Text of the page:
A data analysis of real-world data found that the rise of orphan drugs (ODs) in the Republic of Korea has not solved all patient accessibility issues as budget concerns can make it difficult to justify reimbursements.
Although orphan drug (ODs) use in the Republic of Korea has risen, high drug prices and a low number of treated patients present challenges as the government looks to allocate the portion of its budget for reimbursement of such drugs, said investigators of a long-term real-world data analysis on the subject.
The Republic of Korea, which has a system of national health coverage, implemented a health technology assessment (HTA) system in 2007.
Investigators found that OD designations, approvals and reimbursements have increased from 2007 to 2019. During this period, there were 165 OD designations and 156 approvals, but the rate of reimbursement dropped to 45% during 2015-2019, as it can take 1-3 years to obtain reimbursement. By 2019, only 54.4% of ODs were reimbursed (88 out of 156).
Lack of reimbursement can be a barrier to OD accessibility and “even if marketing approval is successful by making a lot of effort, failure of reimbursement can result in social losses, as patients lose treatment opportunities and pharmaceutical companies fail to retrieve [research and development] costs,” said investigators.
In 2016, the government tried to improve patient accessibility of ODs by enacting the Rare Disease Management Act, which managed the tasks and treatments of patients with rare diseases. Other measures included tax incentives for research and developments, accelerated approval, data submission exemptions, and extensions for market exclusivity periods.
The government also attempted to expedite the route for ODs to obtain reimbursements, which has helped accessibility but made the budget impact more substantial.
Payers may have unfavorable views on spending large amounts of money on a small number of patients. “Stakeholders related to reimbursement are struggling to adequately accept the conflict issues on efficient allocation of limited resources along with social obligations and ethical issues on patients in need of proper treatment,” investigators noted.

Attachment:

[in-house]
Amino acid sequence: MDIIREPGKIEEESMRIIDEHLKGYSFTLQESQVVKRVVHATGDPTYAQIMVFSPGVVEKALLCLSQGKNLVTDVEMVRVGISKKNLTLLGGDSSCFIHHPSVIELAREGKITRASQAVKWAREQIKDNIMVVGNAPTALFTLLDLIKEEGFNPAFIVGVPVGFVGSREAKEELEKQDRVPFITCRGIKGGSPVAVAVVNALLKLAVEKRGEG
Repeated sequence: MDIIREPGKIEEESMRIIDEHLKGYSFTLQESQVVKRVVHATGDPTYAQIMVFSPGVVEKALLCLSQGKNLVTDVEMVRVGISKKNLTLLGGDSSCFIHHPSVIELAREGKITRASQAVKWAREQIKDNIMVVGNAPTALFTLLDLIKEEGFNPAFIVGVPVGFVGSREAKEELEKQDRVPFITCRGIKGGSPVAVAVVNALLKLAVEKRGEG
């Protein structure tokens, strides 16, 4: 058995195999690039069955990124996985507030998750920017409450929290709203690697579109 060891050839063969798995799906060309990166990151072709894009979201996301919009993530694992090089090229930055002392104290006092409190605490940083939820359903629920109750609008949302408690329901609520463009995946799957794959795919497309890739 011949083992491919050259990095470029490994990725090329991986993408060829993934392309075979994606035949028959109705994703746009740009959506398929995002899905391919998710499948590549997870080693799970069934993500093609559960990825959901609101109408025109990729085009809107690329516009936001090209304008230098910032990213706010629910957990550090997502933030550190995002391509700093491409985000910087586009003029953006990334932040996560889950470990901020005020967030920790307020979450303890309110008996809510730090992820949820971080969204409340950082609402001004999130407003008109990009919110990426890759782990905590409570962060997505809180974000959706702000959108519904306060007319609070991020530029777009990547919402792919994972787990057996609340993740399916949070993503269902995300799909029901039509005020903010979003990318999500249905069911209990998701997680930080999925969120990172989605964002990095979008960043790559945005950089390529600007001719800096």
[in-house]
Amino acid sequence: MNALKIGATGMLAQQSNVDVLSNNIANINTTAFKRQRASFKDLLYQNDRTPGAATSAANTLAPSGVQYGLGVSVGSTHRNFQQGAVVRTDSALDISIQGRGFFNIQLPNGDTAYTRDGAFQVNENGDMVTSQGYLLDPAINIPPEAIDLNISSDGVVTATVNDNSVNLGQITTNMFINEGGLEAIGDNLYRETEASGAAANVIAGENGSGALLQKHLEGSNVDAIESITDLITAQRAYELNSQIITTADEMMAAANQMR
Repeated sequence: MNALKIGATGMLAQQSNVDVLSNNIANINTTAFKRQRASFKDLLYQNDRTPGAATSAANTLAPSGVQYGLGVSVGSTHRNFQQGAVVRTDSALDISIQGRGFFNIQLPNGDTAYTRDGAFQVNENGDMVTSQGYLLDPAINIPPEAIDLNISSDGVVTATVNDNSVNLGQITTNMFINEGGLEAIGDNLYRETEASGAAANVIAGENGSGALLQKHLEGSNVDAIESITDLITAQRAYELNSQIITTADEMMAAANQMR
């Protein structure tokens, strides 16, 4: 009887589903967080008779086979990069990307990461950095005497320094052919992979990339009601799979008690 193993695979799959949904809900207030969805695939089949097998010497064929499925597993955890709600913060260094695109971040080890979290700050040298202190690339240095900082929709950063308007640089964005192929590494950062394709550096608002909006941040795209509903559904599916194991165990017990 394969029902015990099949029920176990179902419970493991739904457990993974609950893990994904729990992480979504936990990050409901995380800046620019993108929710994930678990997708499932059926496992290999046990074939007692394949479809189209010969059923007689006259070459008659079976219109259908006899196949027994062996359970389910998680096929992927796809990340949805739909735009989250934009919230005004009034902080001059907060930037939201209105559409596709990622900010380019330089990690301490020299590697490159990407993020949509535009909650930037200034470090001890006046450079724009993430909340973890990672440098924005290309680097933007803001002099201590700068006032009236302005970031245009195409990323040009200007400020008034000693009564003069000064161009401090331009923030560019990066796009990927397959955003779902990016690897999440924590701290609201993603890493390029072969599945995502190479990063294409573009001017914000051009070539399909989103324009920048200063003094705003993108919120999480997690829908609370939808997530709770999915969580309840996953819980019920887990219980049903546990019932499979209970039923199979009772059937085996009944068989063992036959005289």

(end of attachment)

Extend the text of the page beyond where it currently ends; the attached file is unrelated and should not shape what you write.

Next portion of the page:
When prices are high and the number of patients is low, payers may face high pharmaceutical expenditures per patient, but a low budget impact based on individual ODs. However, as the number of OD products and their impact begin to increase, policy makers are forced to make difficult decisions concerning reimbursement and pricing.
“If only very few patients are treated with high-priced OD, this has a significant financial impact; if the number of patients increases for any reason, budget risk is inevitable, therefore the impact of ODs must be monitored continuously,” said investigators.
The study found that the average annual treatment costs of the 88 reimbursed OD products was $27,000-$47,000, with a maximum value of $260,000-$560,000, suggesting that some products have high annual costs and that a large amount of the drug budgets are spent on patients treated with those ODs.
The number of patients with rare diseases in the Republic of Korea has gone up annually, increasing from 2589 patients to 520,970 by 2016. The number of patients taking ODs has increased by 36% annually from 2010 to 2019.
As a result, total expenditure on ODs also increased annually to account for 1.44% of the total pharmaceutical spending for the country ($213.5 million out of $14.8 billion). The average annual OD expenditure per patient increased by 8.7% per year.
Although the growth of patients treated with ODs was expected, the growth in OD expenditure was 11 times higher than total pharmaceutical spending. However, the total amount in OD expenditure is rather small, which could be why the growth rate is so high, noted investigators.
“As the rapid increase in OD expenditure can be a potential threat to the national insurance budget, budget management such as post-reimbursement monitoring of OD expenditure should be included,” said investigators.
Most rare diseases are characterized by high severity, low prevalence, and no alternative treatments, which can make it difficult to prove the safety and efficacy of ODs as it requires a longer time and higher research and development cost for clinical trials.
Lee SH, Yoo SL, Bang JS, Lee JH. Patient accessibility and budget impact of orphan drugs in South Korea: Long-term and real-world data analysis (2007—2019). Int. J. Environ. Res. Public Health. 2020.17(9);2991; doi: 10.3390/ijerph17092991